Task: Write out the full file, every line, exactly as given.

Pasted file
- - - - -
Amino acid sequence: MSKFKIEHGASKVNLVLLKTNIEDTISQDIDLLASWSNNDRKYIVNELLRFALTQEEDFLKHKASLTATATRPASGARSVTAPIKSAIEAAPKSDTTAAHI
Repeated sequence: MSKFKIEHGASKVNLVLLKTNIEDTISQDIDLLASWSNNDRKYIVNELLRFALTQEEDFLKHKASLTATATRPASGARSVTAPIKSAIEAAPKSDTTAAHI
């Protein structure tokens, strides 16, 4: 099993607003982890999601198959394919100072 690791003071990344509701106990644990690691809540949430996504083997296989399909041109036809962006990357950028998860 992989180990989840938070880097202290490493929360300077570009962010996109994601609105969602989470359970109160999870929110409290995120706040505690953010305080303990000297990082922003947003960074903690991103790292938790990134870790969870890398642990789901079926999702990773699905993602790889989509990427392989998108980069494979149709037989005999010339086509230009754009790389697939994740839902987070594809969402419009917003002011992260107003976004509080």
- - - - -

Amino acid sequence: MSKFKIEHGASKVNLVLLKTNIEDTISQDIDLLASWSNNDRKYIVNELLRFALTQEEDFLKHKASLTATATRPASGARSVTAPIKSAIEAAPKSDTTAAHI
Repeated sequence: MSKFKIEHGASKVNLVLLKTNIEDTISQDIDLLASWSNNDRKYIVNELLRFALTQEEDFLKHKASLTATATRPASGARSVTAPIKSAIEAAPKSDTTAAHI
């Protein structure tokens, strides 16, 4: 099993607003982890999601198959394919100072 690791003071990344509701106990644990690691809540949430996504083997296989399909041109036809962006990357950028998860 992989180990989840938070880097202290490493929360300077570009962010996109994601609105969602989470359970109160999870929110409290995120706040505690953010305080303990000297990082922003947003960074903690991103790292938790990134870790969870890398642990789901079926999702990773699905993602790889989509990427392989998108980069494979149709037989005999010339086509230009754009790389697939994740839902987070594809969402419009917003002011992260107003976004509080």